The Labor Department will not get access to the full details it has requested on 21,000 Google employees as part of its investigation of equal pay, an administrative law judge has ruled, saying that the agency's demand for data is too broad and could violate workers' privacy.
The provisional ruling blocks efforts by officials to prove what they have called a “systemic” pay gap at the online search giant between men and women, allegedly uncovered during a routine contracting audit. The decision, which must still be finalized, could mark a victory for Google, which denies having paid women less than their male counterparts.
Friday's decision by Steven Berlin, the judge overseeing the case, said that Labor did not explain convincingly why it needed extensive data on Googlers, including their names, addresses, telephone numbers and personal email addresses. The Labor Department had already requested that Google provide information about workers' dates of birth, education, performance ratings and salary histories, among other details.
Allowing the Labor Department to obtain all the data it seeks could expose innocent Google employees to identity theft, fraud or other mishaps in light of recent government data breaches, Berlin said.
“Anyone alive today likely is aware of data breaches surrounding this country’s most recent Presidential election,” he wrote. “The Department of Labor [...] was recently attacked with ransomware. The same has occurred at other government agencies and private businesses. Ransomware being used internationally is reportedly derived from tools hacked from our national security agencies. This Office (OALJ) has been hacked.”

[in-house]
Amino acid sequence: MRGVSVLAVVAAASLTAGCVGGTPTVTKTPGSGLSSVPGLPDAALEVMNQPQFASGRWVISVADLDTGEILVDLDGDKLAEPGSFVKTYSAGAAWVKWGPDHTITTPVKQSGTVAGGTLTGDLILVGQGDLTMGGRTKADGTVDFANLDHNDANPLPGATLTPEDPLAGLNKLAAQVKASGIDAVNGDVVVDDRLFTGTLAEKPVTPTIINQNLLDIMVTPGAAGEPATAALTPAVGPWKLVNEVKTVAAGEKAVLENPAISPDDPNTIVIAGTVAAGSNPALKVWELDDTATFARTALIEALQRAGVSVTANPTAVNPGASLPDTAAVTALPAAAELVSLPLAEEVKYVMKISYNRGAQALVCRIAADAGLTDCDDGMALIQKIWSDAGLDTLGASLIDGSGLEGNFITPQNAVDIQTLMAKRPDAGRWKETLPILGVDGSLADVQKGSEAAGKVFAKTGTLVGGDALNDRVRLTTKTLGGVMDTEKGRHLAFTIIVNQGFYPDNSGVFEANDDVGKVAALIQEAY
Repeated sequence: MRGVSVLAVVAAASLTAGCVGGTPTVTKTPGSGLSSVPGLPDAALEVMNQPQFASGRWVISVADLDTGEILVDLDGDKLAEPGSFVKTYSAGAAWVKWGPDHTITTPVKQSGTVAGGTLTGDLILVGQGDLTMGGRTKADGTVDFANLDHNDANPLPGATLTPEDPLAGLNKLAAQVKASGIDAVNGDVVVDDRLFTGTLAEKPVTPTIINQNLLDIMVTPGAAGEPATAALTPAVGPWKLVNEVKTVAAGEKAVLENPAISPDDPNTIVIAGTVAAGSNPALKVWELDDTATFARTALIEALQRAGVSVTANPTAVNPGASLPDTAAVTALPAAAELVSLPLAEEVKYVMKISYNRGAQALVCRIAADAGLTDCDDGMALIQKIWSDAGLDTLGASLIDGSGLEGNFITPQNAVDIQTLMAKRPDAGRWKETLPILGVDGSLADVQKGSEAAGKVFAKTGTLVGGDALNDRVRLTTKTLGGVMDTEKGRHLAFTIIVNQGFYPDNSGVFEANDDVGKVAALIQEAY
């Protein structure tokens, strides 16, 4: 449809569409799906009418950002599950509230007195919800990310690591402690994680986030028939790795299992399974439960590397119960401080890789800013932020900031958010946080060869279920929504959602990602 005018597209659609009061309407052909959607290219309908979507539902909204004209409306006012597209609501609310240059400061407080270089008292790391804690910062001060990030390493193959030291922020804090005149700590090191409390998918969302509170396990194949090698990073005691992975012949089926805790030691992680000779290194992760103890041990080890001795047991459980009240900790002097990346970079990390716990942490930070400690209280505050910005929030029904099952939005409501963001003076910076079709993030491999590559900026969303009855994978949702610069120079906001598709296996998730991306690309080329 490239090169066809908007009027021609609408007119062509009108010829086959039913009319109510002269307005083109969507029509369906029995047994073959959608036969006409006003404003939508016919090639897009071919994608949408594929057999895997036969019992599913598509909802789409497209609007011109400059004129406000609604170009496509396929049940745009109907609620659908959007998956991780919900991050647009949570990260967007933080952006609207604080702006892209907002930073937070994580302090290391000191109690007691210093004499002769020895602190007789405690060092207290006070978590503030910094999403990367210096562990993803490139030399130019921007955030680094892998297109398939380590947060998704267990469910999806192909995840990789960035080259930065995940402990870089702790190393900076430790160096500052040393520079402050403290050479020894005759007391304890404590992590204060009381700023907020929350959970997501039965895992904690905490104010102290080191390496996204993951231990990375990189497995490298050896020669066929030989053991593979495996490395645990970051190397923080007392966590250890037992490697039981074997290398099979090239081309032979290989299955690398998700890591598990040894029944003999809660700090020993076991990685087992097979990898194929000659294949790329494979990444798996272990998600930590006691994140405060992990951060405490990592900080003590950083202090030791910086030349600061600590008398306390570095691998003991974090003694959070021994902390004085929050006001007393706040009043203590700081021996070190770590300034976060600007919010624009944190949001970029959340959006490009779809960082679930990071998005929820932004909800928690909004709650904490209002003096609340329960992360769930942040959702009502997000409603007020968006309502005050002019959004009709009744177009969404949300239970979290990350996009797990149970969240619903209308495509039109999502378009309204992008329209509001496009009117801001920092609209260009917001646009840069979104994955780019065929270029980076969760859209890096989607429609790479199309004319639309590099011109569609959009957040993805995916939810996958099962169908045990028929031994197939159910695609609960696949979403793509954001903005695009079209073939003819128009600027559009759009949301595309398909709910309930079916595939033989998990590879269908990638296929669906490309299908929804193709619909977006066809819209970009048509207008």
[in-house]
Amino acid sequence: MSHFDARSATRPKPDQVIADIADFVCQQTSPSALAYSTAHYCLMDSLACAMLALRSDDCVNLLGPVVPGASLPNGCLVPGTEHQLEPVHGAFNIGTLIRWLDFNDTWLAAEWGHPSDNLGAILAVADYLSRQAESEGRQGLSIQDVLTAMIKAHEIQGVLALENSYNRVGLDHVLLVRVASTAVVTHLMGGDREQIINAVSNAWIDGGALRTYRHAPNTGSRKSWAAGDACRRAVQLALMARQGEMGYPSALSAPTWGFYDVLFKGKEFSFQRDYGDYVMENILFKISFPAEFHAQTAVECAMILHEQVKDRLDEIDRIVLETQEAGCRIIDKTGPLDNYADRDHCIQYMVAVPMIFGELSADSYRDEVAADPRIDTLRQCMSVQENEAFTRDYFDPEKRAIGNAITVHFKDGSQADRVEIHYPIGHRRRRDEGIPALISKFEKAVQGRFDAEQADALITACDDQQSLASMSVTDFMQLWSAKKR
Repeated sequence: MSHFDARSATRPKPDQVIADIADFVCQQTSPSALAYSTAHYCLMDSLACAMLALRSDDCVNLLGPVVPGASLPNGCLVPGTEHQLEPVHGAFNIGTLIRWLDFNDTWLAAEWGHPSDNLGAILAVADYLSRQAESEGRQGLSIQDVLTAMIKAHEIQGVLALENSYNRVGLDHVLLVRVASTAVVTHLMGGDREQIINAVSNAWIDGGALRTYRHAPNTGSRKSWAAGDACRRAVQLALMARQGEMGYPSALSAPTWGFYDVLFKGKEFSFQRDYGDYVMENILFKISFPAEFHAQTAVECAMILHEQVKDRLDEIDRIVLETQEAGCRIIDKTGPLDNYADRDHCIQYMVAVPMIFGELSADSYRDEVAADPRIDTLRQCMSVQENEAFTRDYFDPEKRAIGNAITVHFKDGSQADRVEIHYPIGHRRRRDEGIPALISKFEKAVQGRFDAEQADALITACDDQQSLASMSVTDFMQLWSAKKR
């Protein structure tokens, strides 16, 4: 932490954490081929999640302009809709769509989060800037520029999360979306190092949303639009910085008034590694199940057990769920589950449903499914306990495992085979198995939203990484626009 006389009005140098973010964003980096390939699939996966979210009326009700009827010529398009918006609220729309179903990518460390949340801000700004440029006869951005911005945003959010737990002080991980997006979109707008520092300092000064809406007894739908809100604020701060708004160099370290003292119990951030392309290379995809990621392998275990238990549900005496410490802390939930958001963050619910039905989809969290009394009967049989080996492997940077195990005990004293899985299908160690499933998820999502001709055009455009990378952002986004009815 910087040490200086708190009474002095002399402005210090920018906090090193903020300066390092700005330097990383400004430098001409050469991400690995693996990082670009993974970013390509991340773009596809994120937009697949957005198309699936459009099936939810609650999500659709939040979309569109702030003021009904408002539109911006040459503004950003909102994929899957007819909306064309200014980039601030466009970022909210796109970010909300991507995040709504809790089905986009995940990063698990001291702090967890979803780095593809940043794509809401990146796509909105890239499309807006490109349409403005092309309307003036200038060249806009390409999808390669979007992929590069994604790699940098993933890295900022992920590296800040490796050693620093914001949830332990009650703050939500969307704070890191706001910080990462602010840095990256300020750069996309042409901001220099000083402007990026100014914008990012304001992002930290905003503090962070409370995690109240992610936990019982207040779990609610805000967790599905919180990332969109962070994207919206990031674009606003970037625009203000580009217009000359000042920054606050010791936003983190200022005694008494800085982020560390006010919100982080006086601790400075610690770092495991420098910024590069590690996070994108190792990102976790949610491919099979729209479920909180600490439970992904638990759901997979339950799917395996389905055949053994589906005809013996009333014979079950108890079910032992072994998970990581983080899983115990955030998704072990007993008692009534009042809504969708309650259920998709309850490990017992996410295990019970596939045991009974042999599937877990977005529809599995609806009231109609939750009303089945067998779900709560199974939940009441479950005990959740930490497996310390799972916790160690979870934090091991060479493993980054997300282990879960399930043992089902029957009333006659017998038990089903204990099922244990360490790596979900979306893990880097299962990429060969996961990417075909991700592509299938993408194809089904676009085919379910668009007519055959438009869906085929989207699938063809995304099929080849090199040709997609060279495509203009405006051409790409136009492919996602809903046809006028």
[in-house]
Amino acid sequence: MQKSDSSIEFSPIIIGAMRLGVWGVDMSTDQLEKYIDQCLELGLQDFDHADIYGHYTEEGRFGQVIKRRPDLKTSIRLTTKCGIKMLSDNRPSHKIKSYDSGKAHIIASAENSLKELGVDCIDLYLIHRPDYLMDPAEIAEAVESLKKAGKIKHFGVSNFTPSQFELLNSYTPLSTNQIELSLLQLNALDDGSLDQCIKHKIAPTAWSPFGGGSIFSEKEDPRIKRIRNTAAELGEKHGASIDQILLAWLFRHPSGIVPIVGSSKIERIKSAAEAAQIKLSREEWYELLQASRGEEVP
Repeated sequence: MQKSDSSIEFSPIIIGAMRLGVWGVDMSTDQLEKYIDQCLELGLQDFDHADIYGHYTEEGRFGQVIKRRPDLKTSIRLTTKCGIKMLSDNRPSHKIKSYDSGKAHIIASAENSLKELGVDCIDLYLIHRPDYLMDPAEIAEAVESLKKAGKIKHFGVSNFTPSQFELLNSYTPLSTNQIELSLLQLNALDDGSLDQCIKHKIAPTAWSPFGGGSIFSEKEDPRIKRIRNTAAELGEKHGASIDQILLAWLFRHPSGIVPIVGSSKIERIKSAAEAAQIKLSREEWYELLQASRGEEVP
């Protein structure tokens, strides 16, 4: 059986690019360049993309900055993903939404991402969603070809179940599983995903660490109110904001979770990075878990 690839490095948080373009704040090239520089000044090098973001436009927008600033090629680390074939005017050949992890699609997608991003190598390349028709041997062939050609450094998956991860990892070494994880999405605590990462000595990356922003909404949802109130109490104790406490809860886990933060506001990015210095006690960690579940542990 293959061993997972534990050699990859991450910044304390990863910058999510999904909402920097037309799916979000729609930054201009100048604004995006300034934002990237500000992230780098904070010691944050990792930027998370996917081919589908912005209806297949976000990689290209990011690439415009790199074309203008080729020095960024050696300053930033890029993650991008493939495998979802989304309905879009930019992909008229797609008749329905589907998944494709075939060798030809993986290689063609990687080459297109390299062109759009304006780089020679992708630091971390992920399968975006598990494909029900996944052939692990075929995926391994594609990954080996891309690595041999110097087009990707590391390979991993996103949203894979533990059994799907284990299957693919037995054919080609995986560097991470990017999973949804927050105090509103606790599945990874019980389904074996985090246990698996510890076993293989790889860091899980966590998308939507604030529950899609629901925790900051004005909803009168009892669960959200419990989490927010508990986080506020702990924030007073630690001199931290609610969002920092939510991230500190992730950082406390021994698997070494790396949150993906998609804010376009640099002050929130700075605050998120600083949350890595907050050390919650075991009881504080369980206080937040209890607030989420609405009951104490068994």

The Labor Department should move more slowly and deliberately with its investigation, Berlin added, rather than demanding data in bulk while offering “nothing credible or reliable to show that its theory [... is] anything more than speculation.”
Still, the Labor Department audit may continue with a more limited set of employee records, Berlin wrote, prompting the agency to celebrate a partial victory.
"The court’s decision vindicates [the] vigorous enforcement of the disclosure and anti-discrimination obligations federal contractors voluntarily accept in exchange for taxpayer funds,” said the department's regional solicitor, Janet Herold, in a statement Sunday.
The 43-page decision could be finalized by as soon as the end of the month if an appeal is not filed in the coming week.
Critics of Silicon Valley have drawn fierce attention to its lack of diversity and its tendency to marginalize minorities and women, at times highlighting cases of unwanted sexual advances from male co-workers or refusals by management to address toxic workplace culture problems. Susan Fowler, a former engineer at Uber, helped renew the scrutiny facing tech companies after writing a blog post alleging that Uber ignored chronic complaints about her boss. Uber has since undergone a rapid transformation with the departure of key executives including its chief executive, Travis Kalanick, but many argue that the company's problems are reflected in the rest of the technology industry.
Under pressure to hand over data that could prove the existence of a gender wage gap, Google has balked at some of the Labor Department's demands, at one point arguing that it would be too costly to produce the information. The Internet company has complied with other, earlier requests by the agency.
On Sunday, Google said in a blog post that the government went too far when it asked for wage data stretching back more than a decade.
“Assuming the recommended decision becomes final, we’ll comply with the remainder of the order, and provide the much more limited data set of information the judge approved, including the contact information for a smaller sample of up to 8,000 employees,” wrote Eileen Naughton, vice president of people operations at Google.